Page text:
The “before” of this midcentury modern house made guests want to turn right around. Rather than greeting visitors, the driveway and parking area that were jammed up right to the front door felt like a dead end. When visitors can bulldoze their way right to the front door without pause, it not only isn’t a pleasing welcome but it misses a big opportunity.
I almost always, when possible, create a two-point entryway for my clients or an outer gate to pass through before reaching the front door. Doing that directs the flow of energy through a space and it makes people SLOW THEIR ROLL before barging right into my client’s personal space. You get a much different energy flow going with a two-point entry.
By slowing down the reveal, one’s personal space is preserved as the private area it is. It’s not only that uninvited visitors are prevented from having ready access to your indoor space, but it injects a little mystery by making people curious to see what’s on the other side of that wall, around that corner, behind that gate or tree.
What’s Behind the Wall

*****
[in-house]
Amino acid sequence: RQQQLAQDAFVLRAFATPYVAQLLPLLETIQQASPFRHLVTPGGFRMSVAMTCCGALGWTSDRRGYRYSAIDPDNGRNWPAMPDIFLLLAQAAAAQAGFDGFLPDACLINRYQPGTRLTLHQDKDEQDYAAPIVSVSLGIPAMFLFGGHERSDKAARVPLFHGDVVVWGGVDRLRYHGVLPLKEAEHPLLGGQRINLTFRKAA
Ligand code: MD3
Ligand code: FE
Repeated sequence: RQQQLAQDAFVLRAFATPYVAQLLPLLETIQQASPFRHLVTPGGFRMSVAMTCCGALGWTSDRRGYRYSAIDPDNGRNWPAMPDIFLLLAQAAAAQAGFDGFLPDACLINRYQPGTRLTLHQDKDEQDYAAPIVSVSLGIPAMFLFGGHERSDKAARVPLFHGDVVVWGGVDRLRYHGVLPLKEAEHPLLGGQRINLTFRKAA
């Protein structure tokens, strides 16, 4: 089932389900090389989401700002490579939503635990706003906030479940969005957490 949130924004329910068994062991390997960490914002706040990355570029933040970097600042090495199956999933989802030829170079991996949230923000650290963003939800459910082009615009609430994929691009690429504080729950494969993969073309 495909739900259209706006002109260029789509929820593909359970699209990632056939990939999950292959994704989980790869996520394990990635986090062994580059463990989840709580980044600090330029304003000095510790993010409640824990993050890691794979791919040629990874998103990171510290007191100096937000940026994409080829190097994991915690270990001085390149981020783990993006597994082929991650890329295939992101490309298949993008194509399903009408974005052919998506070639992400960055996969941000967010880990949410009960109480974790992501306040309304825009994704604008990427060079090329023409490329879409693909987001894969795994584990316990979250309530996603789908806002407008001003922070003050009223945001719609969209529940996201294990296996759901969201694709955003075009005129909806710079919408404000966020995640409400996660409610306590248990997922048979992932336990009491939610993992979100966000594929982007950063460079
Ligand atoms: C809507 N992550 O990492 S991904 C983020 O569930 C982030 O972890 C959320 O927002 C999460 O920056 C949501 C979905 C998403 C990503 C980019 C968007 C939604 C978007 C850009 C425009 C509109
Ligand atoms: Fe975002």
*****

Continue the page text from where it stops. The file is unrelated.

When working with landscape design clients, we like to get to know them beyond favorite colors or furniture styles. How do they take out the trash? What do they do in their free time? Are they readers or do they binge-watch Real Housewives and Big Little Lies? Do they entertain, and if they do, is it cocktails and everyone home by nine or all-night throwdowns? Entertainment from built in sound system or a live band?
How about their neighbors? Do they want to look at them or pretend they’re not there?
With this mid-century gem in the Southwest, we reclaimed the front yard for a courtyard, created the two-point entry, and opened up secluded space for lounging and entertaining.
Outdoor spaces are a series of vignettes. In the courtyard, we made a little reading nook and custom-designed a big sectional for lounging.
Our furniture manifesto:
Indoors or out, you should want to sink into the seating and never get up. If you want to have parties, it’s helpful if the furniture is moveable and modular. Everything here is. The sectional can be taken apart and the fire pit moved. Plants are in containers and can be repositioned. The only permanent components are the walls and the bamboo that softens their hard surfaces.
A Word About Walls
They can snuggle you in or shut the world out. Maybe you want to screen a partial view, but you want to see the mountains. There’s no reason why a wall has to be the same height for its entire length. At this home, we varied the height and the materials. The courtyard wall mimics the mountains beyond to create a sense of place and the smooth portions provide a calming effect.
To stay on budget, the flooring is a salted concrete finish that will wear well.